While warming up prior to a game a few years ago, former NFL lineman Jason Fox noticed Cam Newton nearby with his hood up, dancing.

Fox’s Detroit Lions were set to take on the Carolina Panthers, but the routine stretching let his mind wander to what music Newton was getting into the zone to.

“Almost instantly I was like, ‘Man there are 85,000 people here and millions more who would love to be in his headphones,’” Fox said.

Jump forward several years and Fox is hard at work perfecting his app, EarBuds, to allow for better music sharing — in real time and archived — so fans can listen to what Newton listens to while he warms up or what The Rock listens to while he works out or is on set.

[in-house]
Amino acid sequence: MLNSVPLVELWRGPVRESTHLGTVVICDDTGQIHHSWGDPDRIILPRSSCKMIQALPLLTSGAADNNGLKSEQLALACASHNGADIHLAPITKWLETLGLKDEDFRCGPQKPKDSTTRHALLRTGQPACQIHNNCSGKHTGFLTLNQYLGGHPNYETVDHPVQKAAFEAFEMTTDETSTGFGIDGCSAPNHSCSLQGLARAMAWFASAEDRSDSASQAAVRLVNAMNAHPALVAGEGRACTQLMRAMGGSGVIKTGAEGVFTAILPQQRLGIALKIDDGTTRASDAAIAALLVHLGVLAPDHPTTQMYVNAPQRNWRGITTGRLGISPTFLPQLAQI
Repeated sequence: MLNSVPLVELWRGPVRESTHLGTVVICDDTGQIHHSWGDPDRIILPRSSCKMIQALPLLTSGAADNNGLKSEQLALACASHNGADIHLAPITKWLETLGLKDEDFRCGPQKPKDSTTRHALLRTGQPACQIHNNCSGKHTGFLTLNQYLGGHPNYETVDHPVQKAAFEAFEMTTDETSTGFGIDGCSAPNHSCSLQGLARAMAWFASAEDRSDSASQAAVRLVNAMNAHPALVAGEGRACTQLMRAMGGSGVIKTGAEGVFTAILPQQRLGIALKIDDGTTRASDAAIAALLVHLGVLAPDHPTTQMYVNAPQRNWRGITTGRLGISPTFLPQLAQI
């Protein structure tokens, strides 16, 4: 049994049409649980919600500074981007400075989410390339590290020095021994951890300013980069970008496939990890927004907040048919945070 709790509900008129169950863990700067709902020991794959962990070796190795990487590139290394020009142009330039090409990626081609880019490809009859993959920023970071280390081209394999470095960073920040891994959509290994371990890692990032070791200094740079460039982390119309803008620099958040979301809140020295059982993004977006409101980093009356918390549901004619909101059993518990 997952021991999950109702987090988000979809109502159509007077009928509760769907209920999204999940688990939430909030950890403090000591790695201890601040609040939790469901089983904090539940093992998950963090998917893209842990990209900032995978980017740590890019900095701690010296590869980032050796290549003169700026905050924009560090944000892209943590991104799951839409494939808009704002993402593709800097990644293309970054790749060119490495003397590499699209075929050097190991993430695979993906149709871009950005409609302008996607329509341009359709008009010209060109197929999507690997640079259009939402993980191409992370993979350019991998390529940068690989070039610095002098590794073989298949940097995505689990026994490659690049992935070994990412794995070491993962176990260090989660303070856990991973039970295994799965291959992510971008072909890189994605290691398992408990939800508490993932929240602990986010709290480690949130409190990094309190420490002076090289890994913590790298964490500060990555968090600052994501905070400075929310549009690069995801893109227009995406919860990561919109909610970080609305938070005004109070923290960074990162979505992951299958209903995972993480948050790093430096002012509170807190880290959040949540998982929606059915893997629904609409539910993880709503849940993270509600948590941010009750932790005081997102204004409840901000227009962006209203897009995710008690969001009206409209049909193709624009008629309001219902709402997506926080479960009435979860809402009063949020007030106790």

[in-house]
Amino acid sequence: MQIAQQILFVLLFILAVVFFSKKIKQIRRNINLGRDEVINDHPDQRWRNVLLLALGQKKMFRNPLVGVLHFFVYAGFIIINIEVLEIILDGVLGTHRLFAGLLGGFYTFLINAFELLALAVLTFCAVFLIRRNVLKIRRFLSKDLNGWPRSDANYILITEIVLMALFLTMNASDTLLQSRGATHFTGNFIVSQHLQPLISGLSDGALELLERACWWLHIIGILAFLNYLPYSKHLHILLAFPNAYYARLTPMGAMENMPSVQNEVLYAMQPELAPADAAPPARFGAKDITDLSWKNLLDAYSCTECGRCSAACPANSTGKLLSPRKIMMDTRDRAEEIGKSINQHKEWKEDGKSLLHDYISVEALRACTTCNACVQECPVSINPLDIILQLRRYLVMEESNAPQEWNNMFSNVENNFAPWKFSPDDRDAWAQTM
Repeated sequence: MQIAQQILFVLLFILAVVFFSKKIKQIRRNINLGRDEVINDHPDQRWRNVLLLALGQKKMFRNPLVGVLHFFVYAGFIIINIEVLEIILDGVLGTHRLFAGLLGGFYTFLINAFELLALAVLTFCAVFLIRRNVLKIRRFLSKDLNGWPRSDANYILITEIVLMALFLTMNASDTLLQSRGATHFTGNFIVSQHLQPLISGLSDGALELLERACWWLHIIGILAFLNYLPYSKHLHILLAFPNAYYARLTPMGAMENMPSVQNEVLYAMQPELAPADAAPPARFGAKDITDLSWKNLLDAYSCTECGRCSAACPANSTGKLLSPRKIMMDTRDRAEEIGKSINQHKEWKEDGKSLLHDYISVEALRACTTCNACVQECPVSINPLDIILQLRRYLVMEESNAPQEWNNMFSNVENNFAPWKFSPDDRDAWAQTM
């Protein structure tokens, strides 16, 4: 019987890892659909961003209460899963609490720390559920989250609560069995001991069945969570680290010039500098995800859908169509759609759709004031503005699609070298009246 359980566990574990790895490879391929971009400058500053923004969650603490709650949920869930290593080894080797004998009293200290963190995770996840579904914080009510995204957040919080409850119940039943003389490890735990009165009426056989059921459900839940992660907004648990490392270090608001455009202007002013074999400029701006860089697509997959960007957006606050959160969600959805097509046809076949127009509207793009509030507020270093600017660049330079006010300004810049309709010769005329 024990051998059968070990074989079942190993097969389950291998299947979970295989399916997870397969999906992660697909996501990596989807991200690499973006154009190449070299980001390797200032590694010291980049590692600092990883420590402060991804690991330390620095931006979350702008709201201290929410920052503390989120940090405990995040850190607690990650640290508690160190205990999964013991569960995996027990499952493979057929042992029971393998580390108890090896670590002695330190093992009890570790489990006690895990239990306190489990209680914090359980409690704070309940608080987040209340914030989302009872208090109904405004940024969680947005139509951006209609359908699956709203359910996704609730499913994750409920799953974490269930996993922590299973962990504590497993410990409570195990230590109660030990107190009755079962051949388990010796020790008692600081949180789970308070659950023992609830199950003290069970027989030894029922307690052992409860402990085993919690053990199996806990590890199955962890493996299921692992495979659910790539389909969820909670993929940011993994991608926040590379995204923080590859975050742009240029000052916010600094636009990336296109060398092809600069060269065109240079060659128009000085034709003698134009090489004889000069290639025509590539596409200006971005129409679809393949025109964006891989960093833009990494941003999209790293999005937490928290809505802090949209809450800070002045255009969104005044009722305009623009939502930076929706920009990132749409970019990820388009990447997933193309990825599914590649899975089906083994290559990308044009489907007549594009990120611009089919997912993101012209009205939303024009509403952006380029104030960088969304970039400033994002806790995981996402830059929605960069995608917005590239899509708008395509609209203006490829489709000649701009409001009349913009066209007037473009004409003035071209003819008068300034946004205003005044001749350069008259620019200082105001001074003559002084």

The final catalyst to start the business was in 2016, as Fox was finishing up his football career and watched the Olympics. Swimming great Michael Phelps had an iconic moment where he was listening to music with an apparently angry face as he waited for his event. Millions of people tweeted at him to ask what he was listening to.

READ MORE: Former NFL Player Andrew Hawkins Is Building a New Career Playbook

“People were so curious,” Fox said. “Music is the only medium not shared. Pictures, videos, statuses, friends, work connections all are shared readily on the major social networks. Music has remained incredibly stagnant, which is crazy  because it’s inherently social.”

Initially, Fox was held back from starting the business because he knew it would be difficult and he wondered why no one else had launched a similar service and it seemed too obvious.